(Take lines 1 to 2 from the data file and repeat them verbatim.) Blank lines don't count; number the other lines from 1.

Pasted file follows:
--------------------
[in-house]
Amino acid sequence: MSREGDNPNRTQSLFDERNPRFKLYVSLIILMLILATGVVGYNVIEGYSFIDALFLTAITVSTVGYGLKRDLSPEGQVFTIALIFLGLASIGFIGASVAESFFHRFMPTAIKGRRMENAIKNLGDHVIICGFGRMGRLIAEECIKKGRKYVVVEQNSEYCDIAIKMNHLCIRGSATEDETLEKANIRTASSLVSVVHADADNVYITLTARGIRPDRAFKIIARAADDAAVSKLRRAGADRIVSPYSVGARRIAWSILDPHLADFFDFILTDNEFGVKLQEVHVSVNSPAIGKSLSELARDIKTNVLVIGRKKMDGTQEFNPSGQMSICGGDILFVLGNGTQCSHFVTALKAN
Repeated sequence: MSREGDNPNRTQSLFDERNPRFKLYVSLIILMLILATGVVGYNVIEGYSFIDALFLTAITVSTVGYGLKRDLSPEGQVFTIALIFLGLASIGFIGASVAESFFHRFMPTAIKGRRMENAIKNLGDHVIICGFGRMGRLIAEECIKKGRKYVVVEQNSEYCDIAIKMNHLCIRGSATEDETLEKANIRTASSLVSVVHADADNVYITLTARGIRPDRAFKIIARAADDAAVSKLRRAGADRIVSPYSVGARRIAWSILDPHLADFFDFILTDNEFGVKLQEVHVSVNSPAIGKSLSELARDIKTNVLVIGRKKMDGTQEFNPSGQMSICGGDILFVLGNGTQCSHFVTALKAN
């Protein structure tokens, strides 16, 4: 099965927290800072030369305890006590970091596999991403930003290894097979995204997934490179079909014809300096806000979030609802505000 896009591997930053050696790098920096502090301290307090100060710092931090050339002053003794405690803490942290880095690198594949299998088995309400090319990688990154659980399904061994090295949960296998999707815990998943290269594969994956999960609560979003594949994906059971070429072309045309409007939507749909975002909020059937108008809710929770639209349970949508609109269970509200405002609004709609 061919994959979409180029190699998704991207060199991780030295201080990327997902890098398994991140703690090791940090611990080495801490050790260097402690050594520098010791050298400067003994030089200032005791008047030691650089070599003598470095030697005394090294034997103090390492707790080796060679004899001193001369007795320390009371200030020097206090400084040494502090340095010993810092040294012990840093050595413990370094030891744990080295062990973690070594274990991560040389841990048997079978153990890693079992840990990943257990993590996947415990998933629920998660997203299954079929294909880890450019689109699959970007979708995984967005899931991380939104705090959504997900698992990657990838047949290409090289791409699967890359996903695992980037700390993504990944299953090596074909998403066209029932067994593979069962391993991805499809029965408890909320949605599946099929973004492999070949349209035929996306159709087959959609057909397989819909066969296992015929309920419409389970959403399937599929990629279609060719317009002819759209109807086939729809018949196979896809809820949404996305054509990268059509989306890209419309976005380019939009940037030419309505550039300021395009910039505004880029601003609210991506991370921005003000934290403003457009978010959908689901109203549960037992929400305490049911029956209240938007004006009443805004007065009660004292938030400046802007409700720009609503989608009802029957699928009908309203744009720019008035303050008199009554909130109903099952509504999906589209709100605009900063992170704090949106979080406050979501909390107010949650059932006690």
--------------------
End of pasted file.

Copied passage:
[in-house]
Amino acid sequence: MSREGDNPNRTQSLFDERNPRFKLYVSLIILMLILATGVVGYNVIEGYSFIDALFLTAITVSTVGYGLKRDLSPEGQVFTIALIFLGLASIGFIGASVAESFFHRFMPTAIKGRRMENAIKNLGDHVIICGFGRMGRLIAEECIKKGRKYVVVEQNSEYCDIAIKMNHLCIRGSATEDETLEKANIRTASSLVSVVHADADNVYITLTARGIRPDRAFKIIARAADDAAVSKLRRAGADRIVSPYSVGARRIAWSILDPHLADFFDFILTDNEFGVKLQEVHVSVNSPAIGKSLSELARDIKTNVLVIGRKKMDGTQEFNPSGQMSICGGDILFVLGNGTQCSHFVTALKAN